Rocking The BoatTask Zero, ReviewRocking the Boat: How to Effect Change Without Making Trouble by Debra E. Meyerson is a book written for individuals who feel that they don’t necessarily “fit in” with the organization in which they work and who “walk a fine line between challenging the established norms and upholding them.” These individuals want to effect change within their organizations for various reasons and usually do so by balancing their agendas for change with their own identities and values. These people who are often cautious and committed change agents are often referred to as "tempered radicals". Tempered radicals are at odds with the dominant culture because of their values, beliefs, or social identities - primarily race, gender, sexual orientation, and age. Tempered radicals try to affect change by working within systems rather that outside or against them. They are often “pulled in opposing directions: toward conformity and toward rebellion.” This can create tension and cause some ambivalence toward their organizations. It is this tension that they often battle, trying to balance deviation with conformity, thereby not “rocking the boat.” This ambivalence can also lead people to behave in different ways ranging from escaping to anger. Tempered radicals usually successfully navigate “a middle ground. They often choose their battles and try to find those doable options within the organization that yield small wins.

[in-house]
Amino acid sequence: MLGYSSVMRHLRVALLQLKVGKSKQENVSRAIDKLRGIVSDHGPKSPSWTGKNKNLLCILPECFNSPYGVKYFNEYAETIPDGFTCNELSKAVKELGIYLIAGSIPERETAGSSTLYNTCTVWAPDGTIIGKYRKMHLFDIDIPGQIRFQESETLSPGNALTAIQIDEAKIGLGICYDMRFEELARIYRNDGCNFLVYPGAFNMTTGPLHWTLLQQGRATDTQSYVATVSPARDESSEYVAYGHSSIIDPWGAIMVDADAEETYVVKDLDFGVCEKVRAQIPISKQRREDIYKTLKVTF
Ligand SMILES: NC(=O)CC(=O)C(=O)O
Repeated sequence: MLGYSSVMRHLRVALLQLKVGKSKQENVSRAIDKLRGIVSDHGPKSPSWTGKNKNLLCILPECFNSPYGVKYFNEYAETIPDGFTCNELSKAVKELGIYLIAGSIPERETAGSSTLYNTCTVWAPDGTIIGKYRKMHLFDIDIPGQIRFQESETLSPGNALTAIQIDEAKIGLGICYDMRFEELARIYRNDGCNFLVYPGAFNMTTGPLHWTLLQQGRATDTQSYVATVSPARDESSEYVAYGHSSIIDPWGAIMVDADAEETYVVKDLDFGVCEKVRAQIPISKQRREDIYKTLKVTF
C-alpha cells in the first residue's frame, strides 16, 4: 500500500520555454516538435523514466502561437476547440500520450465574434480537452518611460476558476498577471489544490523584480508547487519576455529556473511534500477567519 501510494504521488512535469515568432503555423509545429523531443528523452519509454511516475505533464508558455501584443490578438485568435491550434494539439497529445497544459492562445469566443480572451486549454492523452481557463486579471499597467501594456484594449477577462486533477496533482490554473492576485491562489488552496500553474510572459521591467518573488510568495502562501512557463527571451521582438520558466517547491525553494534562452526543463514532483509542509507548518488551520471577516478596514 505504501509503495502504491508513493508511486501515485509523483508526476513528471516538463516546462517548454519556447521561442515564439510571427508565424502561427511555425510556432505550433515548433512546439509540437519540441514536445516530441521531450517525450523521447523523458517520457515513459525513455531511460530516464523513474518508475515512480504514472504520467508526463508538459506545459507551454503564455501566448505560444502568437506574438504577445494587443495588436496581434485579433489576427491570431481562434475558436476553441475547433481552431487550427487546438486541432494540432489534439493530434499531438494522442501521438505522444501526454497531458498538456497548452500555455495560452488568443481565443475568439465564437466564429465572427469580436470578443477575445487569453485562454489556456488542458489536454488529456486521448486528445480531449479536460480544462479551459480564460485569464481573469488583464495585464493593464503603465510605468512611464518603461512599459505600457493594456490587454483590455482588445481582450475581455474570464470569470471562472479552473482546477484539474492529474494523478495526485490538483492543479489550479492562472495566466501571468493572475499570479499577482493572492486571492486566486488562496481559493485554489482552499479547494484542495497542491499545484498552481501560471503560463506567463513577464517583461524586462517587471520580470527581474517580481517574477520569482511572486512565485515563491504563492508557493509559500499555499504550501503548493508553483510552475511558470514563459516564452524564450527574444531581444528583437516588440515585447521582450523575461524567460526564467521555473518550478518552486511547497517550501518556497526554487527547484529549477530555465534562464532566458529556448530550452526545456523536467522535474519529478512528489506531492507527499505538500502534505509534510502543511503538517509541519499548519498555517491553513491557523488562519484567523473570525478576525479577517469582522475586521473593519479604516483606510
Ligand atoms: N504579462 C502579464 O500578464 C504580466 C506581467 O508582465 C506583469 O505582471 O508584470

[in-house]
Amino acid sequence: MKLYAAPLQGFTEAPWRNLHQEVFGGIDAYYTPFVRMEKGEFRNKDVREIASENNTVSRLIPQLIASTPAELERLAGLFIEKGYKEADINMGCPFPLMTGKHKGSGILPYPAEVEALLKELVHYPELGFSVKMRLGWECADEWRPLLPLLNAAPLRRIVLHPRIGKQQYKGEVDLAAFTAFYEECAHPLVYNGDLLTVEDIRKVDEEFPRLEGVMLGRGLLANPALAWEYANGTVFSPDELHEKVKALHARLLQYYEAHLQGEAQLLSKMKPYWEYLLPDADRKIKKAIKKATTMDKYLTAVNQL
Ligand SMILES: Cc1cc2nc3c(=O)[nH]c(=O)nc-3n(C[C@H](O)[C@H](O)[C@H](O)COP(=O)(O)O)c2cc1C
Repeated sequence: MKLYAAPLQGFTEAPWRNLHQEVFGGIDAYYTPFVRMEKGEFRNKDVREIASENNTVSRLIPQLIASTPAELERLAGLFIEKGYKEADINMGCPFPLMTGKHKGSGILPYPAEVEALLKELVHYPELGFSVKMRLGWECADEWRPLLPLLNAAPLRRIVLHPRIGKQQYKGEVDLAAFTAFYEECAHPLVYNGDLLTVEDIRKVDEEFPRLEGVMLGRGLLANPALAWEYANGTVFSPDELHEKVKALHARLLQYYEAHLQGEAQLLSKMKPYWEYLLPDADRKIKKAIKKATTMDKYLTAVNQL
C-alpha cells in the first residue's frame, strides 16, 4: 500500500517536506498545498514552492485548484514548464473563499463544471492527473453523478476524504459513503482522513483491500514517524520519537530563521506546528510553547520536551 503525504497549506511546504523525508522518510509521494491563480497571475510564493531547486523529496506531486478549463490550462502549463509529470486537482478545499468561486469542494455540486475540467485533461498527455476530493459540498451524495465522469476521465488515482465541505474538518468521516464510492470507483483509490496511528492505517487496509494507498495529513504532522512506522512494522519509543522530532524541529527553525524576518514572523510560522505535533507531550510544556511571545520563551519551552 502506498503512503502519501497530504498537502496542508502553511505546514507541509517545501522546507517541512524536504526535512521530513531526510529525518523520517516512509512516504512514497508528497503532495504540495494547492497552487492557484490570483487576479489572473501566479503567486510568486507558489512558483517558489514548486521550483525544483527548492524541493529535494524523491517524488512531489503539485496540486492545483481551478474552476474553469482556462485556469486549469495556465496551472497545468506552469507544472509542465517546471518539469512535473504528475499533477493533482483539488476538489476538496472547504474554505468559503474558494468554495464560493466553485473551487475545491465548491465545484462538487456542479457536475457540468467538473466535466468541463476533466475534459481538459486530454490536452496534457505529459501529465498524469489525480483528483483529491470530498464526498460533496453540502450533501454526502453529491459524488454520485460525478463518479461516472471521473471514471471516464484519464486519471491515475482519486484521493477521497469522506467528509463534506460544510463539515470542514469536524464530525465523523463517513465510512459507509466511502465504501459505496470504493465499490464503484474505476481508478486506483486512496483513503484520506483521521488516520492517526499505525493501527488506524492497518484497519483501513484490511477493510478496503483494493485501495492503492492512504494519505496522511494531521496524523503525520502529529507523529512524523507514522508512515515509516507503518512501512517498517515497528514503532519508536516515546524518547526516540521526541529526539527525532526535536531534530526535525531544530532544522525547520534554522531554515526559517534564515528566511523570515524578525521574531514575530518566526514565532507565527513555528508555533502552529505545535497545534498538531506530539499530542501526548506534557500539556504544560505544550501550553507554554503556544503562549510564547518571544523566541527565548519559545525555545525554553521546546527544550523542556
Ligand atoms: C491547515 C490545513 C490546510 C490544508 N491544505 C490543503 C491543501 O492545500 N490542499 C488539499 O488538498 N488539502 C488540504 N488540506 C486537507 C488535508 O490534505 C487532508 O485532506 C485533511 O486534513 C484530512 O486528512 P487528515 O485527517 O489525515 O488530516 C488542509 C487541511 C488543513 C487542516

The book covers a spectrum of five key ways that tempered radicals affect change. They: resist quietly and stay true to one's "self"; turn personal threats into opportunities; broaden the impact through negotiation; leverage small wins; and organize collective action. These five strategies are of equal importance. However, the first strategies on the far left of the spectrum represent strategies taken by the key person or actor and only a few persons, whereas the strategies on far right side of the spectrum “provoke broader learning and change.” The book goes on to portray how tempered radicals are different by providing various scenarios in which they spark change. The situations provide the reader with opportunities to think about motivations and reasons that many tempered radicals act in the way that they do. The reasons stem from personal to political to civil reasons. Amidst the somewhat arduous reading, the scenarios provide a short welcoming experience.